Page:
1. strictness, severity, or harshness, as in dealing with people.
  2. the full or extreme severity of laws, rules, etc.
  3. severity of living conditions; hardship; austerity: the rigor of wartime existence.
  4. a severe or harsh act, circumstance, etc.
  5. scrupulous or inflexible accuracy or adherence: the logical rigor of mathematics.
  6. severity of weather or climate or an instance of this: the rigors of winter.
  7. Pathology. a sudden coldness, as that preceding certain fevers; chill.
  8. Physiology. a state of rigidity in muscle tissues during which they are unable to respond to stimuli due to the coagulation of muscle protein.
  9. Obsolete. stiffness or rigidity.
Also especially British, rig·our.

Origin of rigor

1350–1400; Middle English rigour < Latin rigor stiffness, equivalent to rig(ēre) to be stiff + -or -or1

Synonyms for rigor

Dictionary.com Unabridged Based on the Random House Unabridged Dictionary, © Random House, Inc. 2019

Examples from the Web for rigour

Historical Examples of rigour

  • He threatens with all the rigour of the law those who dare to give his wife an asylum.

  • But here was the man who, by every rigour of conventional life, had a right to her.

    The Prisoner

    Alice Brown

  • With November winter fell upon the land in all its sub-Arctic rigour.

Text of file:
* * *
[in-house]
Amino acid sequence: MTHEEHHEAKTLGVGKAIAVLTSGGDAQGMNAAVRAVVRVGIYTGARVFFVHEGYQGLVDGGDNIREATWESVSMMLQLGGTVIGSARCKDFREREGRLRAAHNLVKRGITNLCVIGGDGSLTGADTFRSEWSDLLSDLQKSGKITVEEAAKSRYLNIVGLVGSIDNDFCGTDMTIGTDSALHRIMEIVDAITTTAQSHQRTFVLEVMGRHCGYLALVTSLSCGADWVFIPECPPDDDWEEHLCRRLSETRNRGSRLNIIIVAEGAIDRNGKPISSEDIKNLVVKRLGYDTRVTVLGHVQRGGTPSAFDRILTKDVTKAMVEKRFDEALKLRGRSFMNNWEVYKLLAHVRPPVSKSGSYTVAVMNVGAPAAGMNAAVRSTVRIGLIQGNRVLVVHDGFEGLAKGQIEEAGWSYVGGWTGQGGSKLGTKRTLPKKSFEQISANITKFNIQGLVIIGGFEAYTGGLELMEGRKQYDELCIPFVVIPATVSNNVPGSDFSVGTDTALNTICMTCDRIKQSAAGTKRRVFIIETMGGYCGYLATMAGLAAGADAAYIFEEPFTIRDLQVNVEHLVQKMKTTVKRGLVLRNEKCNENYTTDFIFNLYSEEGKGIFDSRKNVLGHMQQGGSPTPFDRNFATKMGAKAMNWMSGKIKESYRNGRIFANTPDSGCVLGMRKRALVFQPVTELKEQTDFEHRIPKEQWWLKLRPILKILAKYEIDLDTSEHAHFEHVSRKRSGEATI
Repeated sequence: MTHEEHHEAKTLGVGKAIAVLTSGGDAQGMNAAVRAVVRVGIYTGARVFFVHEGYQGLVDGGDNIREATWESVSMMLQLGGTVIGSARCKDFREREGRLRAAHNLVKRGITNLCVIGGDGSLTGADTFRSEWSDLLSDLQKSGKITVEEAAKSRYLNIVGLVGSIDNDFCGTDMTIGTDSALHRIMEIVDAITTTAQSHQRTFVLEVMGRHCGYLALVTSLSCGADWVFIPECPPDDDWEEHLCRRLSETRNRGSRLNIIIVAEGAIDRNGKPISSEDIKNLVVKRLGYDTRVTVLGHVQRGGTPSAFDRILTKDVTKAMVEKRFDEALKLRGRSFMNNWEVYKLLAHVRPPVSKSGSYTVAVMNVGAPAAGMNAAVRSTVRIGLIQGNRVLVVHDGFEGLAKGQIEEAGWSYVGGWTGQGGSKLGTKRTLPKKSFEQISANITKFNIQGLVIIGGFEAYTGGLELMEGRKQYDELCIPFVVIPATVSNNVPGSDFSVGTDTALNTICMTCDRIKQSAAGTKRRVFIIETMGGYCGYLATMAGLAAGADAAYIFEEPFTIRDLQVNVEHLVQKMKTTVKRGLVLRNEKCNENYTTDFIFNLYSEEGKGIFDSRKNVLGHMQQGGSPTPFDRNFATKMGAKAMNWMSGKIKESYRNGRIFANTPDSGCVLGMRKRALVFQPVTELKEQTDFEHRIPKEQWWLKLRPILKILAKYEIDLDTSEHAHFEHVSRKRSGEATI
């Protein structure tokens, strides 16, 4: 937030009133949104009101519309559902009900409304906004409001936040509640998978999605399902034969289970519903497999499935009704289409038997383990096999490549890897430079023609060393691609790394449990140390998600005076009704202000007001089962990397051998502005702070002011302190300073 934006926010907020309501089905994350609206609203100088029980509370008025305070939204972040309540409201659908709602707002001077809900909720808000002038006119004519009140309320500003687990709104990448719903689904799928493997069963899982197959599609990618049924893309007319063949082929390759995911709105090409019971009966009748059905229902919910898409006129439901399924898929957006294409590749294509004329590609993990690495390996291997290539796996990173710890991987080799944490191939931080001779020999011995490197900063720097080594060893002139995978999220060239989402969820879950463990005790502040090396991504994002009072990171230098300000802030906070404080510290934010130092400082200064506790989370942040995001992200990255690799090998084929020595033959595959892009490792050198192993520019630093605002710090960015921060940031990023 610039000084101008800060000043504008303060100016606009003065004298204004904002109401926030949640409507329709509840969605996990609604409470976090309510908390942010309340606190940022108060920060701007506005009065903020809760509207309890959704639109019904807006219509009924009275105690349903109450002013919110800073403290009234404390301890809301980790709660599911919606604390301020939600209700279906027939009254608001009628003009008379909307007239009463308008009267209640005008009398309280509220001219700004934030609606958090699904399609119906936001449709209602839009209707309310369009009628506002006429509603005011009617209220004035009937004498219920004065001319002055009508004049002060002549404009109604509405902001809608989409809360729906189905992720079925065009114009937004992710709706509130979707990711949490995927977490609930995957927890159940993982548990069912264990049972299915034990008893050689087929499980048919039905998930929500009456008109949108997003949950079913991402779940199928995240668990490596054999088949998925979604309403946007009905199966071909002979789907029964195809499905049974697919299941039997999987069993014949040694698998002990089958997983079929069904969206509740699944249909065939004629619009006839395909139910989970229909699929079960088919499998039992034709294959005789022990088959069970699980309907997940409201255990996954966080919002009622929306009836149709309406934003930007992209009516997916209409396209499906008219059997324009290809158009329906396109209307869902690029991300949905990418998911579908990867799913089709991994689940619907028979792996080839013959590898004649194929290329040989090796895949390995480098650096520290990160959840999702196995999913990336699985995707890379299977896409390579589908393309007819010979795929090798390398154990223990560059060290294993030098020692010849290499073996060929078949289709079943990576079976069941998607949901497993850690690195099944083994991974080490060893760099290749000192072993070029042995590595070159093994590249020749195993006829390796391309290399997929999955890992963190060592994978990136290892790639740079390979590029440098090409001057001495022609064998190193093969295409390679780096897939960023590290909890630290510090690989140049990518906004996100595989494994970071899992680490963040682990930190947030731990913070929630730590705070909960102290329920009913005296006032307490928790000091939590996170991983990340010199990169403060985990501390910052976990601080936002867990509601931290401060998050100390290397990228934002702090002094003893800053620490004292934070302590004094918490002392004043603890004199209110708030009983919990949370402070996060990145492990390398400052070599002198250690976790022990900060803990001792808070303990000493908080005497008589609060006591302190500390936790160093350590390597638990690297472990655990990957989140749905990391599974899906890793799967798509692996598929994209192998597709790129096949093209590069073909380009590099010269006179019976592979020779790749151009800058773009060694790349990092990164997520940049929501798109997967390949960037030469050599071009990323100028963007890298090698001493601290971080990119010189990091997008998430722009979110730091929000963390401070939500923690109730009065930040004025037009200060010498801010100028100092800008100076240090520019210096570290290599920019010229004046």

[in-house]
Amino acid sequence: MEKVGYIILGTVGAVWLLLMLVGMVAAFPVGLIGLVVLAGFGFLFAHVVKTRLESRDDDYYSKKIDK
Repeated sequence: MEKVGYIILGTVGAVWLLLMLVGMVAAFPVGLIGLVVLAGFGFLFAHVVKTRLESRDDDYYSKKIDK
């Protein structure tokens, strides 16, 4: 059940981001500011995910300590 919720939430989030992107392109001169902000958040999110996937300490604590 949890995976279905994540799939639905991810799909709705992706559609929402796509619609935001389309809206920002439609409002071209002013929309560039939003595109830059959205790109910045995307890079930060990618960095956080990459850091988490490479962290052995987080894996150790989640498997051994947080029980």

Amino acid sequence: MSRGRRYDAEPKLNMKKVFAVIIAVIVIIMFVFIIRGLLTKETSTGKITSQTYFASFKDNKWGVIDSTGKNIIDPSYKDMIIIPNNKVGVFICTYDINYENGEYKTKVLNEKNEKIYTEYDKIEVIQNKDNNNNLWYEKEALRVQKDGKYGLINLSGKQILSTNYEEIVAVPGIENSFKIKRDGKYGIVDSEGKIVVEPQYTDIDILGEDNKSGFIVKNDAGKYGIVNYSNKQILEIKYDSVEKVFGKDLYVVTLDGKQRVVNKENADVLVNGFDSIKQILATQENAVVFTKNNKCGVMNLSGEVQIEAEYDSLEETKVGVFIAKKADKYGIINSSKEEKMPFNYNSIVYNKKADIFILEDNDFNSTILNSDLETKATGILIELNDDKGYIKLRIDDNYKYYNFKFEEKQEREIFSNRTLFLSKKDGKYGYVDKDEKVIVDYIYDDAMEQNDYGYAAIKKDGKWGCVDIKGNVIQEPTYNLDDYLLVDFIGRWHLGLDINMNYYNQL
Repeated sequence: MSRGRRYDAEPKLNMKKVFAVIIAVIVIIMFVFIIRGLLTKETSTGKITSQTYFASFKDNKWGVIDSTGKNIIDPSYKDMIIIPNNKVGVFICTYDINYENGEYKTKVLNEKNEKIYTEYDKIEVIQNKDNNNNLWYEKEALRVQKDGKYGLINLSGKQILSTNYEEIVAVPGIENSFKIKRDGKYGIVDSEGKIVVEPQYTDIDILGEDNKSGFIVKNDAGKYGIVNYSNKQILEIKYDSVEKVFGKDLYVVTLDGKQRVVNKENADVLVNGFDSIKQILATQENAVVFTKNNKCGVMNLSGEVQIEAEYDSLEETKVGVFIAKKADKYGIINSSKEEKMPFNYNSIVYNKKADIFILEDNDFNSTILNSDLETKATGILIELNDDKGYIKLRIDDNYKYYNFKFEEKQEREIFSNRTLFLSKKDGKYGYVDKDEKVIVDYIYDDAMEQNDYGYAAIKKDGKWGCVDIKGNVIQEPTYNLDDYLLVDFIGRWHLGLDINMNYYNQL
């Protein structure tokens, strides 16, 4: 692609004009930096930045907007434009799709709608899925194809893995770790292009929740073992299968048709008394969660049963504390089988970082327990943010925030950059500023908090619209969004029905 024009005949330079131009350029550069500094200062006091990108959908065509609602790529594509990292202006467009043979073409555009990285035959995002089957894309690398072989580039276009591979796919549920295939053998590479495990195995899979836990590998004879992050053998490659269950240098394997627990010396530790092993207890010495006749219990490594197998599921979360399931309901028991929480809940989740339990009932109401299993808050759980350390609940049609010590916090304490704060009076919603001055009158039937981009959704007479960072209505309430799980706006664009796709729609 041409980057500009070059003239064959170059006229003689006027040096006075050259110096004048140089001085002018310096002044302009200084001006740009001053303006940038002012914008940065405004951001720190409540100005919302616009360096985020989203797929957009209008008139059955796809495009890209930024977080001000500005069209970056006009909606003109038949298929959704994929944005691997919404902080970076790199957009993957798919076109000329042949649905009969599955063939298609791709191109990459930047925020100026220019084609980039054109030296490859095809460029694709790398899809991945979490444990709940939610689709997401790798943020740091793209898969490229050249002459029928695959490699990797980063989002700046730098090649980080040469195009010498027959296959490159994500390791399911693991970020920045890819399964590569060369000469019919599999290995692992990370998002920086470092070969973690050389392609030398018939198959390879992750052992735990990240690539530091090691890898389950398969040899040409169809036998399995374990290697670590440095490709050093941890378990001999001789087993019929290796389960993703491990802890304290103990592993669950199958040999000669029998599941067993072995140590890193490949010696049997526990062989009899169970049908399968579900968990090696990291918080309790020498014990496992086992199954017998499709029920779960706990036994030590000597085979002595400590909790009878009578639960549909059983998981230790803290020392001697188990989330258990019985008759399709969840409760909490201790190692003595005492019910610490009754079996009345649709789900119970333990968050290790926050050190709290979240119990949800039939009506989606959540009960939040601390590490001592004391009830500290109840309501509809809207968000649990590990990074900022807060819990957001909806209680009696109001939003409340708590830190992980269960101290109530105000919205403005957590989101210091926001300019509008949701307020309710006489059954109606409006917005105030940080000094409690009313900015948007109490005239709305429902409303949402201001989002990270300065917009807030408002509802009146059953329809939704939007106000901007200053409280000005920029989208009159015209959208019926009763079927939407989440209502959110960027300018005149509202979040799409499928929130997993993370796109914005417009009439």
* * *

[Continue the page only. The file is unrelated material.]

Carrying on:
The Gaunt Gray Wolf

    Dillon Wallace

  • He was penetrated by it, absorbed by it; he was rooted in it with a rigour of dumb attention.


    Joseph Conrad

  • It was a snowy and sleety April morning, and she had already had experience of its rigour. '

    A Great Man

    Arnold Bennett

British Dictionary definitions for rigour


US rigor

  1. harsh but just treatment or action
  2. a severe or cruel circumstance; hardshipthe rigours of famine
  3. strictness, harshness, or severity of character
  4. strictness in judgment or conduct; rigorism
  5. maths logic logical validity or accuracy
  6. obsolete rigidity

Word Origin for rigour

C14: from Latin rigor


  1. med a sudden feeling of chilliness, often accompanied by shivering: it sometimes precedes a fever
  2. (ˈrɪɡə) pathol rigidity of a muscle; muscular cramp
  3. a state of rigidity assumed by some animals in reaction to sudden shock
  4. the inertia assumed by some plants in conditions unfavourable to growth

Word Origin for rigor

see rigour
Collins English Dictionary - Complete & Unabridged 2012 Digital Edition © William Collins Sons & Co. Ltd. 1979, 1986 © HarperCollins Publishers 1998, 2000, 2003, 2005, 2006, 2007, 2009, 2012

Word Origin and History for rigour

chiefly British English spelling of rigor (q.v.); for spelling, see -or.



late 14c., from Old French rigor "strength, hardness" (13c., Modern French rigueur), from Latin rigorem (nominative rigor) "numbness, stiffness, hardness, firmness; roughness, rudeness," from rigere "be stiff" (see rigid).

Online Etymology Dictionary, © 2010 Douglas Harper

rigour in Medicine


  1. rigidity
  2. Shivering or trembling, as caused by a chill.
  3. A state of rigidity in living tissues or organs that prevents response to stimuli.
The American Heritage® Stedman's Medical Dictionary Copyright © 2002, 2001, 1995 by Houghton Mifflin Company. Published by Houghton Mifflin Company.